Strict approach to permitting expert evidence in Family Proceedings - what is ‘necessary’
The Court of Appeal allowed in part an appeal against the refusal to allow experts to be instructed in care proceedings. The Court of Appeal considered the new test under rule 25.1 FPR 2010 concerning expert evidence. The Court of Appeal held that ‘necessary’ means just that – necessary, and nothing less would do.
Munby LJ expanded this quoting from Re P (Placement Orders: Parental Consent)  EWCA CIV 435 which holds necessary has ‘the connotation of the imperative, what is demanded rather than what is merely optional or reasonable or desirable.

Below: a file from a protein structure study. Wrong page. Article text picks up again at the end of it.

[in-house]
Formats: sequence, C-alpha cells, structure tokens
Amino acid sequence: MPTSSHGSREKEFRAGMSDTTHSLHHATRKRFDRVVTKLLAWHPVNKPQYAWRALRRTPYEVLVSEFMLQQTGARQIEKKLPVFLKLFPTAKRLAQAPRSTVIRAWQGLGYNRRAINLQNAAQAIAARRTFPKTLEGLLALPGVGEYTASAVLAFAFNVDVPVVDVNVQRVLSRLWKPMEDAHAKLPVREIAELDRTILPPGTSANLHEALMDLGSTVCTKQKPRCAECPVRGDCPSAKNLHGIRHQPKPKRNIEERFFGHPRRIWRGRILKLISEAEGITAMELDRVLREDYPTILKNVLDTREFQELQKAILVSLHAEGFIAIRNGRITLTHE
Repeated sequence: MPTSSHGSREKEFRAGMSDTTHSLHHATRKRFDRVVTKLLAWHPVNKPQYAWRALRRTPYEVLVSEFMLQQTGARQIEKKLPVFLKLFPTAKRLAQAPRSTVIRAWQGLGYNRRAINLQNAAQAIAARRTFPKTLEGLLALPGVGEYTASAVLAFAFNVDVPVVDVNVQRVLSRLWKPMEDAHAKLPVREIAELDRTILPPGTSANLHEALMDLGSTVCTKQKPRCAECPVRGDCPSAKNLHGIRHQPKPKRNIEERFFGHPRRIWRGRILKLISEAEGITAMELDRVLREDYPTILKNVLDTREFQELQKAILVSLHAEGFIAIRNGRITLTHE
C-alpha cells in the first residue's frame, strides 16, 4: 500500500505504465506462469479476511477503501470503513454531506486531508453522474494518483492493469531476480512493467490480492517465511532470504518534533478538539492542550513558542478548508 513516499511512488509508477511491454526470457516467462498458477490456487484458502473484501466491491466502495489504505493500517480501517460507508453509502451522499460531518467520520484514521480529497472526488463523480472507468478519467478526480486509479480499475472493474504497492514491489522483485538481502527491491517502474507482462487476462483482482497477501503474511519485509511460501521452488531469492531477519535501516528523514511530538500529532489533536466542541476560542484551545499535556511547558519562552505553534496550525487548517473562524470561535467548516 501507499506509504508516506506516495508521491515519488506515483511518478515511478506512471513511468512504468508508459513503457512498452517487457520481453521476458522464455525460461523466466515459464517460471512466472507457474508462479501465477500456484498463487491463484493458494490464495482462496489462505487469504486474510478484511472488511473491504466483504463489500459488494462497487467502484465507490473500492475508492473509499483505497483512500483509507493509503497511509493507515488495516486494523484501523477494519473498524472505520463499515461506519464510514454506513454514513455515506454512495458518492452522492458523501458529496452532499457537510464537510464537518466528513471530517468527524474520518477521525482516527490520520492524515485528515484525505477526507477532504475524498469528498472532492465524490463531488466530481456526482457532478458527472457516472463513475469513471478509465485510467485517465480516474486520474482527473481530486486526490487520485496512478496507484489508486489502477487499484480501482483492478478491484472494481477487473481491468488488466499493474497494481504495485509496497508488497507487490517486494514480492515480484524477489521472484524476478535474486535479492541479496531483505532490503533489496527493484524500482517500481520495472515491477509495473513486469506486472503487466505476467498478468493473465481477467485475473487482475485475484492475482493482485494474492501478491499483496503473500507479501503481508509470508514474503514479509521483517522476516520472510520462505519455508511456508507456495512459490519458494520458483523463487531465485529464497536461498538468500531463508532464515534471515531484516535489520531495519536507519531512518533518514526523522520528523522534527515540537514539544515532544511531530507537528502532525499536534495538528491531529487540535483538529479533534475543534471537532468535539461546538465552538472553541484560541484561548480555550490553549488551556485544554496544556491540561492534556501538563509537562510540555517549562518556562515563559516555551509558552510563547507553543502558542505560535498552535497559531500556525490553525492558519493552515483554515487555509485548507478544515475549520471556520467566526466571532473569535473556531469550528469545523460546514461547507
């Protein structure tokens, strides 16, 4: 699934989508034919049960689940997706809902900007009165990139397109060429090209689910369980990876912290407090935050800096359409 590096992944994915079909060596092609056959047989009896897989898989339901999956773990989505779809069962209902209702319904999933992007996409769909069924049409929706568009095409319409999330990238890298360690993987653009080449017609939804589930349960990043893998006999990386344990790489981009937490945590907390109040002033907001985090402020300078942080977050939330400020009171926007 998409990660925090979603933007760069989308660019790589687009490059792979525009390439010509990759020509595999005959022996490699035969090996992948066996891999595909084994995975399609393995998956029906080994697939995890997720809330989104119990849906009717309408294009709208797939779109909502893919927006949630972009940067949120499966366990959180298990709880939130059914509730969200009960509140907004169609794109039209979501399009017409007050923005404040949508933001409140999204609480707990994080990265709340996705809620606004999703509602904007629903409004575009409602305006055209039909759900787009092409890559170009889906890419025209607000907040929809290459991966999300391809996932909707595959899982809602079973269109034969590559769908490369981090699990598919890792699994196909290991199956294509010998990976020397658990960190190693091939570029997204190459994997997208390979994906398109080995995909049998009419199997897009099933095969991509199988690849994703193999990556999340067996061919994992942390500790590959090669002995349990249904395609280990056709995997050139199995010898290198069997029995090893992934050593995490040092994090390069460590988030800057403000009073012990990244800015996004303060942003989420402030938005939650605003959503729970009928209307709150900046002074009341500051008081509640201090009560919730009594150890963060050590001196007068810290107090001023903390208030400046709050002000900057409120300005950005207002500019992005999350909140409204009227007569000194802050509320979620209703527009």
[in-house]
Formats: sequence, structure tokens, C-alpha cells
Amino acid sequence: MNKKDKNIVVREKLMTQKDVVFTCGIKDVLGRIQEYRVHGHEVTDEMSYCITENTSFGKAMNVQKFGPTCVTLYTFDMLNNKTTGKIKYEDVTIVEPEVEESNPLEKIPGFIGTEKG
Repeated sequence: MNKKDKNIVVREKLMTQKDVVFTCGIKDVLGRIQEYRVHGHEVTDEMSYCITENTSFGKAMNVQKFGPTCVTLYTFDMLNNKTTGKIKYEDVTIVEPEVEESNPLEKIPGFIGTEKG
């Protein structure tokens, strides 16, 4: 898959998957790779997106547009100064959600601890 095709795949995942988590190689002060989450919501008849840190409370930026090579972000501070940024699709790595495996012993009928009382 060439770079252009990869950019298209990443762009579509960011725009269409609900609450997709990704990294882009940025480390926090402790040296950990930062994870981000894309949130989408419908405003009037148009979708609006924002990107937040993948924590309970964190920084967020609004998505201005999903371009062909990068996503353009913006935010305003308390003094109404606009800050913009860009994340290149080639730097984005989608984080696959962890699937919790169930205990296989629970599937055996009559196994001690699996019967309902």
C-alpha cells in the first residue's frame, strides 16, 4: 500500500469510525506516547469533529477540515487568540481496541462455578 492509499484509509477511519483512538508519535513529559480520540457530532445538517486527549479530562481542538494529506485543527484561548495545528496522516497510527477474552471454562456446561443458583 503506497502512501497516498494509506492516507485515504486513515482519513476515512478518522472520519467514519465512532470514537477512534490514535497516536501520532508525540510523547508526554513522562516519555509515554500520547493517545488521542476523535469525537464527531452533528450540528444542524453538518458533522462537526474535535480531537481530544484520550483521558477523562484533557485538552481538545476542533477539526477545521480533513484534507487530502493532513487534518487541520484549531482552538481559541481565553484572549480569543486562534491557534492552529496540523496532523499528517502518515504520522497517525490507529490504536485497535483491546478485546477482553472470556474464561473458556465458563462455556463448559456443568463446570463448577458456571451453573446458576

Family proceedings of course have their own, entirely separate rules from the rest of the civil courts, and so this case appears, at first pass, to only be relevant to family practitioners. But there is a broader movement going on in civil litigation as a whole, for which this case is a signpost; a tightening of the rules under which expert evidence will be permitted, and more concerted judicial oversight when it comes to experts. Readers may recall that one of the primary aims of the Woolf Reforms in the late 1990s was to restrict expert evidence and its attendant cost, but that the Civil Procedure Rules in their original form achieved comparatively little in that respect. Indeed, that relative failure was one of the imperatives behind the Jackson reforms, which take a much harder-edged, proactive approach to controlling evidence and limiting recoverable cost.